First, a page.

If anyone doubts that this is so, let her consider her loyalties. As recently as the 1950s, it was expected that most people would hold strong loyalties to the communities in which they were raised, being loyal citizens of the state and active members of community associations. It was expected that most people would be loyal employees of their companies also, working decades for the same firm, often the very one that had given them their initial break out of school or training. Today, things work differently. It is expected that the ordinary working adult will relocate several times, severing her links to the community in which she grew up and inhibiting her formation of new ties even in the communities she comes to. As this relocation becomes increasingly multinational, it challenges even the bonds of citizenship, and people are increasingly disaffected by, and disassociated from, their own countries. To the frequent international traveler or multinational businessman, the peculiarities of nations and the distinctiveness of local governments are just so many more layers of red tape.
Is it, then, that these old loyalties to the community and the state have been compensated in their loss by an increase in loyalties along economic lines? Not at all. At the same time that workers have become more and more expected to abandon their communities at the bidding of their employers, they have become increasingly expected to regularly abandon their employers, or to be abandoned by them. Company changes, and even whole career changes, are now almost as commonplace as relocations. Without broaching an even more controversial subject, I might invite the reader to consider whether contemporary divorce statistics bear some affinity to these phenomena as well.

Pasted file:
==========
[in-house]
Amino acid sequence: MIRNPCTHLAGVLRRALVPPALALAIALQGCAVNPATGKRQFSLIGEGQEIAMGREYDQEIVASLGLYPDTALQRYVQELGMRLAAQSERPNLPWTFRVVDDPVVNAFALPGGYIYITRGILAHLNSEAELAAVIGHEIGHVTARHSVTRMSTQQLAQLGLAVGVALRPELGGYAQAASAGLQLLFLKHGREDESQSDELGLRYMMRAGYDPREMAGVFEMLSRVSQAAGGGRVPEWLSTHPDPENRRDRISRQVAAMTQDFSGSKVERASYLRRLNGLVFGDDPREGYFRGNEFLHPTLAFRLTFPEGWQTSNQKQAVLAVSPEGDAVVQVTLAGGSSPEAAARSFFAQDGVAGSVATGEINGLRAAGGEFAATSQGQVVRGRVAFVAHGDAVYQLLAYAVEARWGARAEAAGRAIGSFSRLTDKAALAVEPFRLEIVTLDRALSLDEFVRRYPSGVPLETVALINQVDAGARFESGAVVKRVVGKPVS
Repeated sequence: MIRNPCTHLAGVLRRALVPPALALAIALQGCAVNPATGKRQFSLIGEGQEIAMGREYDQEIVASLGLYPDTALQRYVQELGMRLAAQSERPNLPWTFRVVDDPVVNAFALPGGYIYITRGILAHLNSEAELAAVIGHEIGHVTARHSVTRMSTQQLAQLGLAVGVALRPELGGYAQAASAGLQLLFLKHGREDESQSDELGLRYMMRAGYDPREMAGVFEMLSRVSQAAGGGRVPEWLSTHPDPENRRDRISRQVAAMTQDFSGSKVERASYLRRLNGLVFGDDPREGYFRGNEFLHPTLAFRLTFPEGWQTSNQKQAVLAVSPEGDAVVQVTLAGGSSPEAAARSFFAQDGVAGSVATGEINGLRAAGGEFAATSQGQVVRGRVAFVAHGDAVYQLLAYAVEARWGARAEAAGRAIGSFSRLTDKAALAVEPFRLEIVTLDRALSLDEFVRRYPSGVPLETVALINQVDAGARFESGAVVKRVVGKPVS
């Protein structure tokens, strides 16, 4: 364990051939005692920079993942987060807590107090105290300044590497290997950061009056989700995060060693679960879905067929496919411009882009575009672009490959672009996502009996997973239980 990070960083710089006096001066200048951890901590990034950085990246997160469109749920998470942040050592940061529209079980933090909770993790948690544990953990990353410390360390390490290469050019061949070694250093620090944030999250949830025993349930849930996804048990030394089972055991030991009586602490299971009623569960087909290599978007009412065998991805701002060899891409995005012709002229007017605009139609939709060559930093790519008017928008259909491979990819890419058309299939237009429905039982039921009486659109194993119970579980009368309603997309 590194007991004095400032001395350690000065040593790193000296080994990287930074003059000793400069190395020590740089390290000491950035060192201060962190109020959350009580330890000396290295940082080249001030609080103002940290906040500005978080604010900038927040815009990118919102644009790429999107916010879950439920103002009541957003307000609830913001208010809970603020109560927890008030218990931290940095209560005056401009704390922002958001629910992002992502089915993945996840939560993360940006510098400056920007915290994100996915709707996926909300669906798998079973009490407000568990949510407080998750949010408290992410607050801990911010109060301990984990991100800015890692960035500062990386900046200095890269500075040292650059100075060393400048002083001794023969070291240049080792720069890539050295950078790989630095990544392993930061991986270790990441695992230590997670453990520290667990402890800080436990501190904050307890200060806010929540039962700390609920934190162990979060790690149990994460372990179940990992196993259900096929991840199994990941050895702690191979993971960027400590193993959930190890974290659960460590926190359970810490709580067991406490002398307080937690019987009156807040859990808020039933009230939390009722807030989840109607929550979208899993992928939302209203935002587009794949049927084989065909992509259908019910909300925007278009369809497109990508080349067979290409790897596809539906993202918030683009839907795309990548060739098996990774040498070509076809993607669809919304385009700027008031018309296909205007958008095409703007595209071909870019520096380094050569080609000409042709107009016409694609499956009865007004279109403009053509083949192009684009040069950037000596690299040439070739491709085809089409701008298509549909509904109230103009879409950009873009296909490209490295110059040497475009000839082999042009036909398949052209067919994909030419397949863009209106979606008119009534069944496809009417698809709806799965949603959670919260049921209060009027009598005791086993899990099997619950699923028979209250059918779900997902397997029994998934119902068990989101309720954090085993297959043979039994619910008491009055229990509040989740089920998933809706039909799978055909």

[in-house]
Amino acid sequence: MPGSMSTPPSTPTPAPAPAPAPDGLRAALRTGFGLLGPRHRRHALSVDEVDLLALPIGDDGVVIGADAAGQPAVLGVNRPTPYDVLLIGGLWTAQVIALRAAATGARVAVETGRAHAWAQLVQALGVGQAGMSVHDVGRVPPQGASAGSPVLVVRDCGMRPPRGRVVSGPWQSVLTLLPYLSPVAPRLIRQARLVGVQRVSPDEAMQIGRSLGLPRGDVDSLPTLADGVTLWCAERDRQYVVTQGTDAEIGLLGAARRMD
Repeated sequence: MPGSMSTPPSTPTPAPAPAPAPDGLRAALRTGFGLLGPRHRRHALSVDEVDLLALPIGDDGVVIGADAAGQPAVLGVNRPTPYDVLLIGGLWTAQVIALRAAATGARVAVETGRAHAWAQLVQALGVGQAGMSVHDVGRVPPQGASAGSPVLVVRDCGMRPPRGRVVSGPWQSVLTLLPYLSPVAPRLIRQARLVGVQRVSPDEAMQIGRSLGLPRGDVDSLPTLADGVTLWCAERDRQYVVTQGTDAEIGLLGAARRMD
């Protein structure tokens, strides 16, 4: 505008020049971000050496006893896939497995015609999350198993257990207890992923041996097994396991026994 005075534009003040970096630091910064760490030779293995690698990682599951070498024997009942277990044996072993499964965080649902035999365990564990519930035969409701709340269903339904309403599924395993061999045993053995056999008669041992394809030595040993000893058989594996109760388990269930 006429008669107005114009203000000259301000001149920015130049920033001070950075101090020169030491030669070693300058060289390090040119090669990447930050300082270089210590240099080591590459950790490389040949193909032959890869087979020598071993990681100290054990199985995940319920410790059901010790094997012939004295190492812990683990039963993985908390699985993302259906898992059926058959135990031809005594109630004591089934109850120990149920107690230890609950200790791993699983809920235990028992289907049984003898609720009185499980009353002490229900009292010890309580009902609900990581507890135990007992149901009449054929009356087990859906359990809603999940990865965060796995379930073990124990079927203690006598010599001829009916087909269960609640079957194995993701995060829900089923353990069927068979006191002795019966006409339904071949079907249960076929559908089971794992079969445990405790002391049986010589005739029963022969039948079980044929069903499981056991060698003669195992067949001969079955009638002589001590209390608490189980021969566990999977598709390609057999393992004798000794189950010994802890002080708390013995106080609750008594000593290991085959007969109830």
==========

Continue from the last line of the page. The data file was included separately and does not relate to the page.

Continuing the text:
It is in this climate of constant suspicion and scheming for the benefit of the narrowly-conceived “self” that our politicians present themselves in suits. If they meant to embody the function of many merchants past—living above the shops they stewarded, taking on employees as apprentices to groom for greater things one day, or even just, in the manner of degenerate mid-century capitalism, thinking forward to retiring their workers with a livable pension and a gold watch—we might get by. But these are not really merchants hoping to become president and bring their skills to the rôle; they are just individuals popping into the corridors of power as a kind of detour from something else they are doing. They are not even aspiring to be rulers; they are simply preparing means to do their will.
And so we, almost unavoidably, resist them. Active mistrust of, and resistance to, our governments has become almost the definition of ‘responsible citizenship’ for millions of people—a process witnessed with ever-increasing intensity in the United States since 2001. If it is objected that most governments now give their citizens ample cause to mistrust and resist them, this only lends an additional layer of tragedy to the scene.
We are caught in a Chinese finger trap. As anyone who has played with one knows, the harder someone tries to pull her fingers out of the trap, the more firmly stuck they become. In the same way, the abusive order of our society stokes disloyalty and prompts resistance. The more we resist, however—the more the bonds of loyalty dissolve—the more we accelerate the very processes of atomization and self-interest that underlie the abusiveness of our societal order. There is only one way to escape from a Chinese finger trap, and that is by bringing one’s fingers together, not at all unlike bringing one’s hands together behind one’s back to tie a pair of apron strings.
Mann, Thomas. Essays of Three Decades. Translated by H.T. Lowe-Porter. New York: Alfred A. Knopf. 1948.
Trent, Alice Lucy. The Feminine Universe. The Golden Order Press. (1997) 2010.